The mind and body are muscles and every day at work they are pushed to the limit. Yet, as any elite athlete would attest, a muscle that is constantly worked without change does not get balance and begins to depreciate in its effectiveness and potential output. The endless grind of the daily routine after a while becomes a hindrance and productivity drops. So it seems obvious that taking a relaxing, fun and adventurous getaway, different from the mundane routine and responsibilities of the everyday has amazing and positive effects on us. Although this is something we all believe to be a fact, most do not realize that even a short trip can also directly affect productivity upon returning home in so many ways.
What better way to find balance than vacation? Imagine spending an entire day at the Louvre appraising the wonders of the past that continue to expand minds today. Going to the Met perhaps for an evening being swept away by Madama Butterfly. A day at the beach reading the wit of famous authors, taking breaks in between to float without a care in the world in warm, clear blue waters.
Recently, I’ve noticed that I needed a break and luckily I’ve had the pleasure of enjoying a short vacation. This included discovering a flash sale on Rodeo Drive, meditating by way of hike through Los Angeles’ chill-out destination point called Runyon Canyon and then picking up some dancing pointers from the stars before heading out on the town without a care in the world.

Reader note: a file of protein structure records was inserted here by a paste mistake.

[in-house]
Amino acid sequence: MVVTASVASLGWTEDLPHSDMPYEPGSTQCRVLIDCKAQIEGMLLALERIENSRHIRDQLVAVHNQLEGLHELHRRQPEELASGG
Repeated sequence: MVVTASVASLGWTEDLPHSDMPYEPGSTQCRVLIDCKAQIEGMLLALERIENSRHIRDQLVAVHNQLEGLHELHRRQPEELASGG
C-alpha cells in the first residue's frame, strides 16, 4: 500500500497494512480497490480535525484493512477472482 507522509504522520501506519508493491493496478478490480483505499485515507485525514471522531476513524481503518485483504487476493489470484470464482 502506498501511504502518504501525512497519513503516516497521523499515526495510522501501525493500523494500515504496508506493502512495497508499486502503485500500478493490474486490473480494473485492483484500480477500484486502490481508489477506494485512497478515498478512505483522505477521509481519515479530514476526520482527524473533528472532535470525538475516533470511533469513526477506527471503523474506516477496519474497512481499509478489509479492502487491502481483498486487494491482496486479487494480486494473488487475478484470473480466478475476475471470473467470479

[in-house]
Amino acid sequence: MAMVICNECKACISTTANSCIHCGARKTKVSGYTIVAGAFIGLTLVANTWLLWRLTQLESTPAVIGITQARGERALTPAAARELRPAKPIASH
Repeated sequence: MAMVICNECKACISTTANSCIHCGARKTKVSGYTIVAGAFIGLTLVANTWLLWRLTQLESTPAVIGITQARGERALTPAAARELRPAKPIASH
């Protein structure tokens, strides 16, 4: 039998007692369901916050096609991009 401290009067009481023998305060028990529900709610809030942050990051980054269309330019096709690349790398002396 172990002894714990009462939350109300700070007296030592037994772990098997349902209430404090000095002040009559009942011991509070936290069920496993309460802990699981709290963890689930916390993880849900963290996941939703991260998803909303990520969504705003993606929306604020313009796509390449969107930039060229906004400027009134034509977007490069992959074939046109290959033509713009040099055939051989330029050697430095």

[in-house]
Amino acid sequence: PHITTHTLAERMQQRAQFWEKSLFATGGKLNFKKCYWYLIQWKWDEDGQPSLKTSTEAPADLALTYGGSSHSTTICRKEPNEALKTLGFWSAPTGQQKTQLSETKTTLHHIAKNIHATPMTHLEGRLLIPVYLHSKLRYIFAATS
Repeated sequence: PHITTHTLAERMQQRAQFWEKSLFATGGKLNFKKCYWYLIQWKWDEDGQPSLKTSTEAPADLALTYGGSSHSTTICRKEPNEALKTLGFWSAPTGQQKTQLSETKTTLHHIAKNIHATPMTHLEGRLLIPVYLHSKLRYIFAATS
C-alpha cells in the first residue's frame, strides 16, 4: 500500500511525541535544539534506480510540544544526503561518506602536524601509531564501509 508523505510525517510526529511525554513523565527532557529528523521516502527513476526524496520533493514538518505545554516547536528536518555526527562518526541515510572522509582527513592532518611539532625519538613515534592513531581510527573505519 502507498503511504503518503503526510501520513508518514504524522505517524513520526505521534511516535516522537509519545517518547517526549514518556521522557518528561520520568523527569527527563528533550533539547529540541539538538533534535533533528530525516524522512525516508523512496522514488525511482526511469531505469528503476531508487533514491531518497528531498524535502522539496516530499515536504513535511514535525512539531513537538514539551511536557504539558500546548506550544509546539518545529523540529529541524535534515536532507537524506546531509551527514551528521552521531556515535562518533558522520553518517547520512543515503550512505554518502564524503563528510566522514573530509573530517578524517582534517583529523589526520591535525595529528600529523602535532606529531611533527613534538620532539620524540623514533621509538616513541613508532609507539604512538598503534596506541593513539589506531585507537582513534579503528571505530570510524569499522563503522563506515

Recently I read about the benefits of vacation in Forbes. Scientist, psychologists, economists and managers are clearly on to something. I didn’t realize that the benefits of a 3-day trip would be so measurable and increase my productivity upon my return back to work. In addition to having more of a drive to complete my work projects, I have noticed productivity at home too and I’m finally getting things done around the house that I have been putting off. I’ve even noticed that being away from my family also had me me returning as a better and more energetic mother.
If you’re one of those people who work non-stop, I urge you to take a few days and restore your balance. It will pay off in so many ways.